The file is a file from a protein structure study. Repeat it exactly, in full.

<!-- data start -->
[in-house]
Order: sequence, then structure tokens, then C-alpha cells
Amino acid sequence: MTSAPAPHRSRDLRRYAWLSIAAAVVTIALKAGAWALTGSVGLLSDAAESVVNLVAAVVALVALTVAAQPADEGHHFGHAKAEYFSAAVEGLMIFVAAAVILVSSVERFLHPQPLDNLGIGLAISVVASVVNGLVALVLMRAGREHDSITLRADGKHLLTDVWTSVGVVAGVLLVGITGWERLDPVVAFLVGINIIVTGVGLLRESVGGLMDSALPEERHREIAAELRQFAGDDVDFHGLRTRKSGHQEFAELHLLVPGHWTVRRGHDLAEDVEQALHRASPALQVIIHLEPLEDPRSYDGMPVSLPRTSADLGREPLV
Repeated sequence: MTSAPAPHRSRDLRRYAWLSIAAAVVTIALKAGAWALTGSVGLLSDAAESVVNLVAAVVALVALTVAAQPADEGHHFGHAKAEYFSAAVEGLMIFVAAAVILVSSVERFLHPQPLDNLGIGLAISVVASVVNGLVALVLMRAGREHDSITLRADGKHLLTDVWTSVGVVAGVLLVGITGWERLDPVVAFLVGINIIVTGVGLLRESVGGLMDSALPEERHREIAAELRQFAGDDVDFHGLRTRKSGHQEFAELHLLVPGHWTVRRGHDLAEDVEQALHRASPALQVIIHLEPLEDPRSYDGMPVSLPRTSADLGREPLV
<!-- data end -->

[in-house]
Order: sequence, then structure tokens, then C-alpha cells
Amino acid sequence: MTSAPAPHRSRDLRRYAWLSIAAAVVTIALKAGAWALTGSVGLLSDAAESVVNLVAAVVALVALTVAAQPADEGHHFGHAKAEYFSAAVEGLMIFVAAAVILVSSVERFLHPQPLDNLGIGLAISVVASVVNGLVALVLMRAGREHDSITLRADGKHLLTDVWTSVGVVAGVLLVGITGWERLDPVVAFLVGINIIVTGVGLLRESVGGLMDSALPEERHREIAAELRQFAGDDVDFHGLRTRKSGHQEFAELHLLVPGHWTVRRGHDLAEDVEQALHRASPALQVIIHLEPLEDPRSYDGMPVSLPRTSADLGREPLV
Repeated sequence: MTSAPAPHRSRDLRRYAWLSIAAAVVTIALKAGAWALTGSVGLLSDAAESVVNLVAAVVALVALTVAAQPADEGHHFGHAKAEYFSAAVEGLMIFVAAAVILVSSVERFLHPQPLDNLGIGLAISVVASVVNGLVALVLMRAGREHDSITLRADGKHLLTDVWTSVGVVAGVLLVGITGWERLDPVVAFLVGINIIVTGVGLLRESVGGLMDSALPEERHREIAAELRQFAGDDVDFHGLRTRKSGHQEFAELHLLVPGHWTVRRGHDLAEDVEQALHRASPALQVIIHLEPLEDPRSYDGMPVSLPRTSADLGREPLV